Rural noir, historical horrors and a tense courtroom drama are featured in this month's best new mysteries.
The “unsinkable” Titanic has engendered story upon story. What is less known is that the Titanic had a sister ship, the Britannic, that outlived its sibling by only four years. Alma Katsu’s latest thriller, The Deep, weaves together narratives of the two doomed luxury liners through the experiences of Annie Hebbley, who sailed on them both. Annie served as a maid/stewardess on the Titanic in 1912, then as a nurse on the Britannic in 1916 after it was converted into a wartime hospital ship. In between postings, she spent several years in an asylum and at first, Annie remembers almost nothing of the iceberg crash she experienced on the Titanic, or its aftermath. But then her memories of seemingly paranormal experiences on the doomed ship start to return. She is not unlike Jack Nicholson’s character in The Shining, a none-too-together person who’s drawn toward the occult somewhat against her will. The reader will wonder whether the evidence of the supernatural are just figments of Annie’s imagination or something more sinister. And even though you know what will happen—these ships are gonna go down—it does not diminish the eerie suspense one iota.
Los Angeles, 2009: A jury remains deadlocked in the trial of African American teacher Bobby Nock, accused of murdering 15-year-old student Jessica Silver. The evidence is pretty overwhelming, and 11 jurors agree on a guilty verdict, but Maya Seale, juror number 12, disagrees. One by one, the other jurors come around to her way of thinking, and Bobby is acquitted. In the second story arc of Graham Moore’s gripping legal thriller The Holdout, we fast forward to 2019, by which time several jurors have expressed their reservations about Nock’s acquittal. The 10-year anniversary of the crime occasions a TV documentary on the alleged murderer, the trial and the jurors. One juror in particular, Rick Leonard, strongly regrets his acquittal vote and embarks on a mission to find the evidence that will prove Bobby guilty. He doesn’t get far into his quest before he is murdered—in Maya’s hotel room. While the earlier crime drama is revisited on network TV, a rather more pressing contemporary crime drama unfolds as Maya attempts to prove her innocence. Have your page-turning fingers limbered up, because The Holdout will give them a workout.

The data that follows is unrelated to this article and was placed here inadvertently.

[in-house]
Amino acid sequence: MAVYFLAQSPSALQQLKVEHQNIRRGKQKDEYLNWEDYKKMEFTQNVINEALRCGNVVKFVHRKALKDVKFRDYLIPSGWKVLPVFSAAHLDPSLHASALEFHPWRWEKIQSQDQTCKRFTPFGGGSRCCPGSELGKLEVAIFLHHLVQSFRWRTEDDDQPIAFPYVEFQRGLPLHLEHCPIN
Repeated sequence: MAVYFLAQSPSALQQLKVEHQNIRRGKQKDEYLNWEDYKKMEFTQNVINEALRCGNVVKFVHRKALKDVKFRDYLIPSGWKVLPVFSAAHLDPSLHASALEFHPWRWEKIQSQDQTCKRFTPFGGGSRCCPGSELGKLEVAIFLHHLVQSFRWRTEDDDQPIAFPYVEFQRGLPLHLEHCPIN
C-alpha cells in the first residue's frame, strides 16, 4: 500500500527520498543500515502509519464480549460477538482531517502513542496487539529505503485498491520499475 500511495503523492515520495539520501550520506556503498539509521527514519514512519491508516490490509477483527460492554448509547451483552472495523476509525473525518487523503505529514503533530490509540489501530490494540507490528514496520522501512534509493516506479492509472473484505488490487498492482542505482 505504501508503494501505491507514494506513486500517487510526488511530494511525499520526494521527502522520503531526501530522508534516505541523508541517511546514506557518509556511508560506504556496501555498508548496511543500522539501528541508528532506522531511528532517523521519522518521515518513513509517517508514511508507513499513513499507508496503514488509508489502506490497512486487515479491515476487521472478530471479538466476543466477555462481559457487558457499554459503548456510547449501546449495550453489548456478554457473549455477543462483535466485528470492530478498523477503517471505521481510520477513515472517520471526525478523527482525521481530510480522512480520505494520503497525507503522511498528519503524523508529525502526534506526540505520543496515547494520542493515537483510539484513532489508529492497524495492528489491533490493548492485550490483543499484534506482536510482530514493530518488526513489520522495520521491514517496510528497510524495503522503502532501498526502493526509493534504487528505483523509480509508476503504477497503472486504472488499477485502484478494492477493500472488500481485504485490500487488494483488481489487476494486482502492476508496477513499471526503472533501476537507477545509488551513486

The Last Passenger
After establishing PI Charles Lenox in about a dozen mystery novels, author Charles Finch penned a prequel series chronicling the early adventures of the detective. The third and final installment, The Last Passenger, takes place in 1855 London, where a dead body has been found in a train car in Paddington Station. The victim has the look of a member of the gentry, but every piece of evidence that could lead to his identification has been painstakingly removed. As often happens in mysteries, an overworked and plodding policeman enlists the help of the urbane PI in solving the crime, and the PI develops an entirely different take on the situation. Finch’s plotting is excellent, his characters well developed, but it is his prose that truly shines. He evokes the writing style of 19th-century English authors—Wilkie Collins jumps to mind—lending a degree of authenticity to the narrative found in comparatively few historical novels. Finch also incorporates then-contemporary international politics, especially the burgeoning abolitionist movement in the U.S., in this exceptional and atmospheric mystery.
★ The Bramble and the Rose
Rural noir has roots dating back at least to James M. Cain, and writers such as James Lee Burke, C.J. Box and Attica Locke carry on the tradition today, exposing readers to the dark side of country life (and death). Tom Bouman, a relative newcomer to the scene, scored big with his 2014 debut, Dry Bones in the Valley, which won the prestigious Edgar Award for best first novel that year. His latest, The Bramble and the Rose, is third in the series featuring small-town cop Henry Farrell. Henry’s town, Wild Thyme, Pennsylvania, has indeed provided a wild time for retired PI Carl Dentry, and not in a good way. His decapitated body has been discovered in some nearby woods, the severed head secreted in the hollow of a tree. When Henry’s ex is murdered before she can tell him something she knows about Dentry’s murder, Henry finds himself the main suspect in the case. And as he delves further into the growing number of mysteries that plague his small town, he becomes not only the chief suspect but also the target of person or persons unknown. There is a free-form stream-of-consciousness element to Henry’s first-person narration that is very appealing—world-weary yet cautiously optimistic.